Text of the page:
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Planning for the future: Texas A&M-Corpus Christi has ambitious plan for athletic growth

The Corpus Christi Caller Times logo The Corpus Christi Caller Times 10/21/2019 Quinton Martinez, Corpus Christi Caller Times
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Jon Palumbo had a master plan for the Texas A&M-Corpus Christi Athletic Department when he stepped foot on campus nearly a year ago to take over as the school’s director of athletics.

Coming from Virginia Commonwealth University, Palumbo had a goal of making A&M-Corpus Christi a premier program in the Southland Conference.

But there is something different when that plan has a name and is released for all to see.

At the beginning of the fall semester the school unveiled its five-year master plan for the athletic department called ‘Making Waves’ which underlined the steps for the school to achieve Palumbo’s lofty goals.

“This was to hold ourselves accountable,” Palumbo said. “You can talk and say you are going to do things, but when it is out there for the world to see, there is a different level of accountability for our coaches and our staff. This is what we said we wanted to accomplish, and we have to roll up our sleeves, get to work and make them a reality.”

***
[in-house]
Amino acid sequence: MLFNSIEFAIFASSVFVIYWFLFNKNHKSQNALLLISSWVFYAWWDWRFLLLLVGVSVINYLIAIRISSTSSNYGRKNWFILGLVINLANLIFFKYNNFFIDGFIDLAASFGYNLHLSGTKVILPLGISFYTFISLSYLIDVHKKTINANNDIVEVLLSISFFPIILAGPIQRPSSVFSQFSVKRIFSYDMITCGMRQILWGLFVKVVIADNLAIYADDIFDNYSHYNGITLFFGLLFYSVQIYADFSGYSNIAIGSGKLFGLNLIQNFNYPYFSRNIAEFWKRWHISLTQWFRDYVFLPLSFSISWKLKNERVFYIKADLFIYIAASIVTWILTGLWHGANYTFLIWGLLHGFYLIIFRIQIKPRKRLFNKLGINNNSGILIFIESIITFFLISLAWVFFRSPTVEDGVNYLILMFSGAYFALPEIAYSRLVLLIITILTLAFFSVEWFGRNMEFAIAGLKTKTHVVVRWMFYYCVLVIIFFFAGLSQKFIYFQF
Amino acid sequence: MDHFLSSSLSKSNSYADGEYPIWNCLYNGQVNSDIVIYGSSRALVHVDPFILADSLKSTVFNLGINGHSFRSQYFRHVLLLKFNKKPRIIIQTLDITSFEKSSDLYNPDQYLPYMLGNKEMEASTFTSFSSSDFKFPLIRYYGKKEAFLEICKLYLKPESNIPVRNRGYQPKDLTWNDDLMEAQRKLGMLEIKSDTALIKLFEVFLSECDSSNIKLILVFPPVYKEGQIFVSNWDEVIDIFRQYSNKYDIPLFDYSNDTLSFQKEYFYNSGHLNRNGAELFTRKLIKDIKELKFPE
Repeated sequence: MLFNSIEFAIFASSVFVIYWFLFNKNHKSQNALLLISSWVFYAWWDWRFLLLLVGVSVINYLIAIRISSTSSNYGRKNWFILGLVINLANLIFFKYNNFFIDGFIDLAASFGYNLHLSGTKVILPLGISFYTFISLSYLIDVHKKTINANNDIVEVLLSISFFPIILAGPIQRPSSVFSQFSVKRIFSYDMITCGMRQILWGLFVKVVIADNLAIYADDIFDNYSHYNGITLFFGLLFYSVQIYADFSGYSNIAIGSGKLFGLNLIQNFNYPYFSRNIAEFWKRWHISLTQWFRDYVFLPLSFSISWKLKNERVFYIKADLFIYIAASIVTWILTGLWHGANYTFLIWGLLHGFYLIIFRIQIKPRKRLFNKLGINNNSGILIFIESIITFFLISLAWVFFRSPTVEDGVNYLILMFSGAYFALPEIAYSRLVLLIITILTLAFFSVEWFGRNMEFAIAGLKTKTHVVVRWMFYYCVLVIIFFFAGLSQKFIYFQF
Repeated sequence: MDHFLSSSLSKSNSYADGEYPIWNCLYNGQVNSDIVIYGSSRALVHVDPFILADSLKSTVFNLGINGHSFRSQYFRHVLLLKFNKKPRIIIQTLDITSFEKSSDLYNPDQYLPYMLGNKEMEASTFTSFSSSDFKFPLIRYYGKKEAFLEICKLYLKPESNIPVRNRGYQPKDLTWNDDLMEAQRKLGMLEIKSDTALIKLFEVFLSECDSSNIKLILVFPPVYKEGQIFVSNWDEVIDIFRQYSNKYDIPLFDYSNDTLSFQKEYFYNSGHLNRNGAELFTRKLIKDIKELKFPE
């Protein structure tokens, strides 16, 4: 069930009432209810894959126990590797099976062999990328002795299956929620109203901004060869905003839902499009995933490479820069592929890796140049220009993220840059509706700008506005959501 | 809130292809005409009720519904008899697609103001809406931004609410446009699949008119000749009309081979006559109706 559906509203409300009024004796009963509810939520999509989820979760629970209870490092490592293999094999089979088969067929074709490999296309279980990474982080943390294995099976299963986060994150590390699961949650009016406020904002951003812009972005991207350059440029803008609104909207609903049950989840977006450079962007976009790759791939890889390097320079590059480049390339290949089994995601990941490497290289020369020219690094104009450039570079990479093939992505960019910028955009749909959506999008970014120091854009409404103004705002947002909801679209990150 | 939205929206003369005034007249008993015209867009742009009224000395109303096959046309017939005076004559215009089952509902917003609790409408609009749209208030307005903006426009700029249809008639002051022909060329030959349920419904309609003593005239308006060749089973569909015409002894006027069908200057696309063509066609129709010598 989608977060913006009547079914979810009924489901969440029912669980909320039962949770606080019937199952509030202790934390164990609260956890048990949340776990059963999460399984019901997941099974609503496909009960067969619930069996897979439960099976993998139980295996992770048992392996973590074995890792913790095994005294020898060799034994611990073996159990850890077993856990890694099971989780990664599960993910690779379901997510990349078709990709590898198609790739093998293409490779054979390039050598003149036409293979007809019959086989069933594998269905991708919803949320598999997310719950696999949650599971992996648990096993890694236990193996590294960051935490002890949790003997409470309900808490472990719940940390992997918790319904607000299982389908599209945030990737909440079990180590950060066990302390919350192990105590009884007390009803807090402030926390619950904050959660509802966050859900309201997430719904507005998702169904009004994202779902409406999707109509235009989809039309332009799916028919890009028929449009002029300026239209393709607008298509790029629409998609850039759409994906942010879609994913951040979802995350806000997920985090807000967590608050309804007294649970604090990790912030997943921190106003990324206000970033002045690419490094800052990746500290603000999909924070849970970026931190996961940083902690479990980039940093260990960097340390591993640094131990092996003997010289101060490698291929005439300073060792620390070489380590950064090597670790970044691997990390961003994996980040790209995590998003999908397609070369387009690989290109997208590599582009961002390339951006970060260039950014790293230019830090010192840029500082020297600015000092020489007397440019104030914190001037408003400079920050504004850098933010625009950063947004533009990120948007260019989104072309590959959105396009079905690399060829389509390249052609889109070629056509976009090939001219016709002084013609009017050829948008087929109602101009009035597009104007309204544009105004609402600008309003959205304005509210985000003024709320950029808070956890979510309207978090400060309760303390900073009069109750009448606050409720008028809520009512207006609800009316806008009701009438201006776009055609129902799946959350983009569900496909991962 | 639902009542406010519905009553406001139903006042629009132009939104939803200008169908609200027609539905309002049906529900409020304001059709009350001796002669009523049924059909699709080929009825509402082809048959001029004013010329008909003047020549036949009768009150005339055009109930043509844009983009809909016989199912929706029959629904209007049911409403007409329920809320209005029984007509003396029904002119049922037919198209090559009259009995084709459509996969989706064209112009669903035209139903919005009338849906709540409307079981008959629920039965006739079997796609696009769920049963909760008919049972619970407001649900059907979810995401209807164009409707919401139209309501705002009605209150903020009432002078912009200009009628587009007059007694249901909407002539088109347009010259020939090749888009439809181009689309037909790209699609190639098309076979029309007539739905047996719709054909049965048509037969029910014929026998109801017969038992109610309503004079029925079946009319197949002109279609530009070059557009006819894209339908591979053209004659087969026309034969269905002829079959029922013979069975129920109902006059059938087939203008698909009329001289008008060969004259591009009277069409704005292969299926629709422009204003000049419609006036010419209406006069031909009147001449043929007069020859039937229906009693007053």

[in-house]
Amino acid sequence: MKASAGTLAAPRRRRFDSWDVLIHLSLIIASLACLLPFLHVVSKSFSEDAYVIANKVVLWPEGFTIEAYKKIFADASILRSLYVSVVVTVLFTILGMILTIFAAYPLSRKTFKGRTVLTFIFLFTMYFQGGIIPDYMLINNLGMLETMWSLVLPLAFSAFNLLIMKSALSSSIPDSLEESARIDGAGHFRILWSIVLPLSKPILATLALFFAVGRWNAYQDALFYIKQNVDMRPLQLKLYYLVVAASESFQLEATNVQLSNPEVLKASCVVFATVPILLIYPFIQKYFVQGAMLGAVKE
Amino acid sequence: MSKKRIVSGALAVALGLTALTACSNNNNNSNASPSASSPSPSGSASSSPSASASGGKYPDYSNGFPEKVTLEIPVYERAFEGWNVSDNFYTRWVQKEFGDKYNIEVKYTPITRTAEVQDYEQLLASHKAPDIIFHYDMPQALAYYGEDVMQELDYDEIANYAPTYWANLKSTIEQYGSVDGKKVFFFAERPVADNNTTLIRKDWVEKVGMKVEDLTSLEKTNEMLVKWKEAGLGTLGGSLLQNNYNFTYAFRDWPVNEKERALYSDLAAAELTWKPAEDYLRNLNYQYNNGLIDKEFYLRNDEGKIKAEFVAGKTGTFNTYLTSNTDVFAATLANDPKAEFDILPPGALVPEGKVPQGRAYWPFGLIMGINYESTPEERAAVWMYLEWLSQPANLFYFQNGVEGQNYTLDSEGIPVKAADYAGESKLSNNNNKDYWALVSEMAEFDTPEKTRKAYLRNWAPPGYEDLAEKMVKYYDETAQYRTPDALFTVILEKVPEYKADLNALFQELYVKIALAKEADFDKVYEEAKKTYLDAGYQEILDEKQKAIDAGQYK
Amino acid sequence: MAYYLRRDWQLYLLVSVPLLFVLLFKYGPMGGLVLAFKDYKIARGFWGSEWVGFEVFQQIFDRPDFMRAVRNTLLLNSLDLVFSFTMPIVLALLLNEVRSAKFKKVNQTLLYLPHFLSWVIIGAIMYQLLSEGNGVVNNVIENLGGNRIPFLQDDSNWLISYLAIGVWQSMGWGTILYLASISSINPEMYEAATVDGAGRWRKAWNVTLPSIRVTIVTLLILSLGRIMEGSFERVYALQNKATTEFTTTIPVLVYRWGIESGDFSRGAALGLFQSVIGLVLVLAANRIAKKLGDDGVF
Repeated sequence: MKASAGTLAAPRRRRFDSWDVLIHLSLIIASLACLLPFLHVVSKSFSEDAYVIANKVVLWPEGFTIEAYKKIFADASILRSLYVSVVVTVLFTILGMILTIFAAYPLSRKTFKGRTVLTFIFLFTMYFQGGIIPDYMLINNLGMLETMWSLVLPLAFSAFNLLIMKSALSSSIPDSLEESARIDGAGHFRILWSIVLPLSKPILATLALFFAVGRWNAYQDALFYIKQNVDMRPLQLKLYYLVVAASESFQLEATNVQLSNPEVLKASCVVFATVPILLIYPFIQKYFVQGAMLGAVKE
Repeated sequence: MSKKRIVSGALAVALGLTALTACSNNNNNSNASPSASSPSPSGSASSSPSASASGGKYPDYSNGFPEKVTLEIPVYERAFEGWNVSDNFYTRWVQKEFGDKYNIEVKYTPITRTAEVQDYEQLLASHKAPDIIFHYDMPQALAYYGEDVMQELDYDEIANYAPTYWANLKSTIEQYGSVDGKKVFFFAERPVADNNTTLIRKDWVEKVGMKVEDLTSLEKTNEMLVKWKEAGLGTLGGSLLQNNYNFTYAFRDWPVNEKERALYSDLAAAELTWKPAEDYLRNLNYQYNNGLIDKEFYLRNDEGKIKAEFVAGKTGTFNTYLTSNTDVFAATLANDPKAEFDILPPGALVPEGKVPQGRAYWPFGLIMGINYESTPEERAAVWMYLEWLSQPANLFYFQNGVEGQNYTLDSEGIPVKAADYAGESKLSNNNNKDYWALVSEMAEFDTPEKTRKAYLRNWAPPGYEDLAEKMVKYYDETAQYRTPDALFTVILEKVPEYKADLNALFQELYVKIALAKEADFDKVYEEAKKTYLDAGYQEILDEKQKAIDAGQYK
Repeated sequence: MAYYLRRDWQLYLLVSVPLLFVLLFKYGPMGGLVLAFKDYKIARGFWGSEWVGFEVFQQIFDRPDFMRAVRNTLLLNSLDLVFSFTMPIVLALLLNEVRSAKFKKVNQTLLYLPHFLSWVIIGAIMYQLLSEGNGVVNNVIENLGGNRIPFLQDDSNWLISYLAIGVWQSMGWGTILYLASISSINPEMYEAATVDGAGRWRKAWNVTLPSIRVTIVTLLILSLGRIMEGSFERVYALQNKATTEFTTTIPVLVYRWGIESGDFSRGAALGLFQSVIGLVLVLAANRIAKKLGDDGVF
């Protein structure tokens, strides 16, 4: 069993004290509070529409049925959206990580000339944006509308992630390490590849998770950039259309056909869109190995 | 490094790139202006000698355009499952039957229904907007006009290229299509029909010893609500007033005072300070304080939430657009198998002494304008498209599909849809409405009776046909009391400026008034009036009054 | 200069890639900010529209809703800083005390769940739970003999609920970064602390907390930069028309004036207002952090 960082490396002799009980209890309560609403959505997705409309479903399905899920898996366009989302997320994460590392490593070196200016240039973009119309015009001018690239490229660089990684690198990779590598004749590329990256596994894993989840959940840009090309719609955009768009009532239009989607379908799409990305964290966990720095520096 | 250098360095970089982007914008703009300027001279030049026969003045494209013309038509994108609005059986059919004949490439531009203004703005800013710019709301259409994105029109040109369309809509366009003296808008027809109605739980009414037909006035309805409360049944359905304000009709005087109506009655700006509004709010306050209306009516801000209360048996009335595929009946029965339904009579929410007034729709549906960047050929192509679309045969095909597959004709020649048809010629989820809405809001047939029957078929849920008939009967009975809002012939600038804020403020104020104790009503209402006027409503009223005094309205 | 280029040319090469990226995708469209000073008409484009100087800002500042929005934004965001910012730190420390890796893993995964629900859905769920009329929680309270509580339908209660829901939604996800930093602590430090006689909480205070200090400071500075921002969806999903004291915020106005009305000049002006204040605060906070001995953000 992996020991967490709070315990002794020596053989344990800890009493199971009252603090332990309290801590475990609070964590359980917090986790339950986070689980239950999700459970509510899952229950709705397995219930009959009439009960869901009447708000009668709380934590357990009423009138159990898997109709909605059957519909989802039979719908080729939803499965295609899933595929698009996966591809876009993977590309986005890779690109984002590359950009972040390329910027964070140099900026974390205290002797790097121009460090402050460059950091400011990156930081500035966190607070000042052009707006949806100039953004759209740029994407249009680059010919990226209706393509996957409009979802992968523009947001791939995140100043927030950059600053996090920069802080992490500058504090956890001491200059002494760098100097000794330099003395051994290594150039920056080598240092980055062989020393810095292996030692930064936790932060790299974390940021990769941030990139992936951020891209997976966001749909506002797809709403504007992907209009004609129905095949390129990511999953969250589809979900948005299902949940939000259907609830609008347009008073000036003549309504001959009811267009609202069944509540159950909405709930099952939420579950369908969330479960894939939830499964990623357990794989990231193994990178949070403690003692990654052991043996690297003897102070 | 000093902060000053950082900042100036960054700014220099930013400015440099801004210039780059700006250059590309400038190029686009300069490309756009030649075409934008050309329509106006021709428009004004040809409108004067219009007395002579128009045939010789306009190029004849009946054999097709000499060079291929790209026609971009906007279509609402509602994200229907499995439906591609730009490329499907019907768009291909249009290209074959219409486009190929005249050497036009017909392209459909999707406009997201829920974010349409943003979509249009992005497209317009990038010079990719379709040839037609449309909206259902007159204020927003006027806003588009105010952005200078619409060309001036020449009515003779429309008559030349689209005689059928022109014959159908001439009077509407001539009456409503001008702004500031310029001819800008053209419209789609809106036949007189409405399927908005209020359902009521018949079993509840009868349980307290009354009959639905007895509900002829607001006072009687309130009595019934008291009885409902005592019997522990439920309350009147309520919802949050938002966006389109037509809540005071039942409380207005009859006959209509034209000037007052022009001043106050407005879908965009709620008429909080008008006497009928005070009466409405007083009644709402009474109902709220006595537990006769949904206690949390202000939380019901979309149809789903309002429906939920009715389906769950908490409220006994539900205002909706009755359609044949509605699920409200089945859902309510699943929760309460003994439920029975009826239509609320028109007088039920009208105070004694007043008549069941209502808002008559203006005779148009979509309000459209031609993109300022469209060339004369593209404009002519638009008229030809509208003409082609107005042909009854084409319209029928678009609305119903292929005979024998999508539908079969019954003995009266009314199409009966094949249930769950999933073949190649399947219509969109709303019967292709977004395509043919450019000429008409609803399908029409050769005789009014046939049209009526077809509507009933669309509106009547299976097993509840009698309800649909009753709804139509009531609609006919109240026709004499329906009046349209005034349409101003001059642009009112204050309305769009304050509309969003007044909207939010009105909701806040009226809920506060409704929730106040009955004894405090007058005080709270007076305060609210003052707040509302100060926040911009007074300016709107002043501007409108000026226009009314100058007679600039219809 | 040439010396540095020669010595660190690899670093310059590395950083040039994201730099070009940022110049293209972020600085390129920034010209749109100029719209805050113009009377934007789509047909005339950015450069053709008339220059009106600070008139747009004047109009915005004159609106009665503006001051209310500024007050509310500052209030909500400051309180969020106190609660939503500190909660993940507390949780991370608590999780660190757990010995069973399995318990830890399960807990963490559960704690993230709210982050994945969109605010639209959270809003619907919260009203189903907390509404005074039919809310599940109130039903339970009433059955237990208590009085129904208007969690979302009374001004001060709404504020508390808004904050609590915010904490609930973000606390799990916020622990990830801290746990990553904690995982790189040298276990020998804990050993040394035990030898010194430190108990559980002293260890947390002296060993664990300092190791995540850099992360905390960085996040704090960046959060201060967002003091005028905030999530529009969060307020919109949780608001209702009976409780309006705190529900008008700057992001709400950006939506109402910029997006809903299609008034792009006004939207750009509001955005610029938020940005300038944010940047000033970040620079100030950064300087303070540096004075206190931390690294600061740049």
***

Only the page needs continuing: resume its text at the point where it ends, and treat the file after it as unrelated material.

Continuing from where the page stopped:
Among the goals:

• Creating a more desirable environment for student athletes

• Becoming financial stable

• Competing for championships

• Transforming Corpus Christi into a college sports town

PLAYING ON CAMPUS

Perhaps most ambitious is the goal of creating an on-campus convocation center/arena.

In 20 years since the rebirth of intercollegiate athletics at the school, the Islanders flagship basketball program has played at the Memorial Coliseum and most recently the American Bank Center.

On campus, the 10-year old Dugan Wellness Center is home for the volleyball program and select women's basketball games, but has limitations for men's college basketball and a limited seating capacity of 1,200.

“Certainly, we have a great relationship with the American Bank Center,” Palumbo said. “It is a great place to play our games, but any time you can have a home of your own — and that is certainly something that is a long term goal of ours — it isn’t something that is going to happen tomorrow or next year, but it was something that we felt was important to put out there and let people know is on the radar for us. Now the process begins.”

Challenges arise in convincing those with the means to donate and invest in a capital project of that magnitude, along with where a new facility could fit among the school’s tightly packed island campus.

Texas A&M-Corpus Christi CEO and president Kelly M. Quintanilla sees both the athletic and broader benefits of an on-campus facility.

“First, it will provide much needed space for campus events like convocation and orientation,” Quintanilla said. “Additionally, it will facilitate a better sense of spirit and camaraderie, as well as an enhanced home court advantage for basketball and volleyball games.